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The Science Unfair

To win the 21st Century's version of the Space Race, we need to start learning (and stop underfunding) science. As our nation celebrated the...


To win the 21st Century's version of the Space Race, we need to start learning (and stop underfunding) science.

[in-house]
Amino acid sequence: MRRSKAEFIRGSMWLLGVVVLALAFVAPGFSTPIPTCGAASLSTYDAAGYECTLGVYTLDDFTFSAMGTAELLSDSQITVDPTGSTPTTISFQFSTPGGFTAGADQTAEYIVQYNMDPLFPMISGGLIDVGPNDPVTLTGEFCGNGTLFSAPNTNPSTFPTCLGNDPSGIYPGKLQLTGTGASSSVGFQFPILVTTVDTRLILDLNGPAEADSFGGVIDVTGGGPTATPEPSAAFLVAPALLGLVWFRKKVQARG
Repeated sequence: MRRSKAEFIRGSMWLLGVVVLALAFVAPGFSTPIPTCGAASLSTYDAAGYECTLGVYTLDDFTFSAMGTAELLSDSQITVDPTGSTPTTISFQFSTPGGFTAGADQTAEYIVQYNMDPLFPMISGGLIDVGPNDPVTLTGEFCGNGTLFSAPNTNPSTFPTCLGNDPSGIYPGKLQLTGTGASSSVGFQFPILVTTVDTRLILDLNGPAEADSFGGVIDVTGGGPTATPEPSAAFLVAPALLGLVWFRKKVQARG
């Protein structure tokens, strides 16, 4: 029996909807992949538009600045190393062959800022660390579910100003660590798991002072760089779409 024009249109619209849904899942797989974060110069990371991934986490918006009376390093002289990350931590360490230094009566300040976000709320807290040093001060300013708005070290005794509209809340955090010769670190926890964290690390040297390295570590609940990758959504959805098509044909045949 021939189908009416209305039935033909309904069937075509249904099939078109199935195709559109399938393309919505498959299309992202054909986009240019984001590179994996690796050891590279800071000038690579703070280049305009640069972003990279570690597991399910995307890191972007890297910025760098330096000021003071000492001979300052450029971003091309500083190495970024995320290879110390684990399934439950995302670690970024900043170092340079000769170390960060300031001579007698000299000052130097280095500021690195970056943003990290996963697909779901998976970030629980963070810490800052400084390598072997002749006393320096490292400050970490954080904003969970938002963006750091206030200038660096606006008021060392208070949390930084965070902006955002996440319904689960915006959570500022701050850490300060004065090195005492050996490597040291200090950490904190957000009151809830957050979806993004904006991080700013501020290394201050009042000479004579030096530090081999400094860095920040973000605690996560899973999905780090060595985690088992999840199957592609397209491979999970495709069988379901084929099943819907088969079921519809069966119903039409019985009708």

As our nation celebrated the 40th anniversary of the Apollo moon landing last week, one sad truth went barely mentioned: America has lost its scientific lead. Indeed, if we were running the Space Race on today's scientific landscape, the United States would be stuck on the launch pad. Over the past quarter century, federal funding in the physical sciences has dropped by nearly half as a portion of our gross domestic product. Our students trail their peers in most developed countries-and some developing countries-in math and science. Given our chronic national scientific illiteracy, and without the educational resources to make us global leaders again, our prospects in the great Clean Energy Race of the next few decades aren't all that good."We know that our country is better than this," President Obama told the National Academy of Sciences Annual Meeting a couple months back. He continued:A half century ago, this nation made a commitment to lead the world in scientific and technological innovation; to invest in education, in research, in engineering; to set a goal of reaching space and engaging every citizen in that historic mission. That was the high water mark of America's investment in research and development. And since then our investments have steadily declined as a share of our national income. As a result, other countries are now beginning to pull ahead in the pursuit of this generation's great discoveries.? I believe it is not in our character, the American character, to follow. It's our character to lead. And it is time for us to lead once again.Scientific leadership must begin with science education. Yet according to a 2007 report (pdf) by the joint National Academies, "In South Korea, 38 percent of all undergraduates receive their degrees in natural science or engineering. In France, the figure is 47 percent, in China, 50 percent, and in Singapore 67 percent. In the United States, the corresponding figure is 15 percent." The rest of the world is gearing up to clean our clock on clean energy. It's crucial that we find a way to inspire, educate, and train young Americans in the science and engineering disciplines to tackle these "grand challenges of this century."During his speech, the President announced a new program, RE-ENERGYSE (REgaining our ENERGY Science and Engineering Edge), that would start our climb back to global scientific leadership, particularly on the clean energy front. He asked for $115 million in the Department of Energy's 2010 budget to educate future leaders in energy science and technology. ($80 million would go to higher education for curriculum development, fellowships, post-doc field traineeships and the like; the other $35 million would be devoted to technical training at community colleges and for K-12 science and energy literacy.)According to the DOE's description (pdf), the program would ready between 5,000 and 8,500 highly educated scientists, engineers, and other professionals to enter the clean energy field by 2015, and up to 10,000 to 17,000 professionals by 2020. The technical training subprogram would develop between 200 and 300 community colleges and other training programs "to equip thousands of technically skilled workers for clean energy jobs."Sounds like a good investment. Except the House Appropriations Committee cut funding for RE-ENERGYSE to a mere $7 million and the version to rise from the Senate's committee sliced its funding entirely. Jesse Jenkins and Teryn Norris at the Breakthrough Institute-who proposed a similar, if much more ambitious, National Energy Education Act last summer-partnered with the Association of American Universities and rounded up a group of more than 100 schools, student groups, and nonprofit organizations to jointly submit a letter (pdf) to all senators urging full support of the President's RE-ENERGYSE proposal. Over the phone, Jenkins stressed the urgency-the Energy and Water Appropriations budget will be voted for on the Senate floor as soon as this week.As Obama told the National Academy in April, "The nation that leads the world in 21st century clean energy will be the nation that leads in the 21st century global economy... [RE-ENERGYSE] will prepare a generation of Americans to meet this generational challenge." RE-ENERGYSE is a vital first step for regaining our scientific edge and taking the lead in the clean energy race. It should be fully funded.NOW WHAT? Check out the Breakthrough Institute's press release and call you Senator immediately, telling them to "meet the full budget request for the RE-ENERGYSE program."
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